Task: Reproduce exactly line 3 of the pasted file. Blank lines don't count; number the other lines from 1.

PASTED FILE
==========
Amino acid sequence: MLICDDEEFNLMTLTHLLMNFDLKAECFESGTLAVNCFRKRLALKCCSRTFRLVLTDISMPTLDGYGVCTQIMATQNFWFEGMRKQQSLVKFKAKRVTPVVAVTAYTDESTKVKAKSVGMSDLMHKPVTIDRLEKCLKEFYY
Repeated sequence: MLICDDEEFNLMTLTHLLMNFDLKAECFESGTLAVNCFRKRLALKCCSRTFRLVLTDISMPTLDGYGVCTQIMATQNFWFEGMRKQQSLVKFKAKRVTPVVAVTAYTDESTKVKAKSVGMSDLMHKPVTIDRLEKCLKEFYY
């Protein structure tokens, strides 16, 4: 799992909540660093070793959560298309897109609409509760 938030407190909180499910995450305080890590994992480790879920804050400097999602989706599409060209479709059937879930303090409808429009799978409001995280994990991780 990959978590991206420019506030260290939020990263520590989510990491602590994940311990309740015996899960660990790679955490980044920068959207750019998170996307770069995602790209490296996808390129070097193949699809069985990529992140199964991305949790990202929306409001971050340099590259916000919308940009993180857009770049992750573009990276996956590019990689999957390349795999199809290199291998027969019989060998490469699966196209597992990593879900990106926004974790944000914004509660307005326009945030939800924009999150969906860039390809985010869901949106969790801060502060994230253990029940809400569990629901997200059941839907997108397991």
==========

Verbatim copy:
């Protein structure tokens, strides 16, 4: 799992909540660093070793959560298309897109609409509760 938030407190909180499910995450305080890590994992480790879920804050400097999602989706599409060209479709059937879930303090409808429009799978409001995280994990991780 990959978590991206420019506030260290939020990263520590989510990491602590994940311990309740015996899960660990790679955490980044920068959207750019998170996307770069995602790209490296996808390129070097193949699809069985990529992140199964991305949790990202929306409001971050340099590259916000919308940009993180857009770049992750573009990276996956590019990689999957390349795999199809290199291998027969019989060998490469699966196209597992990593879900990106926004974790944000914004509660307005326009945030939800924009999150969906860039390809985010869901949106969790801060502060994230253990029940809400569990629901997200059941839907997108397991």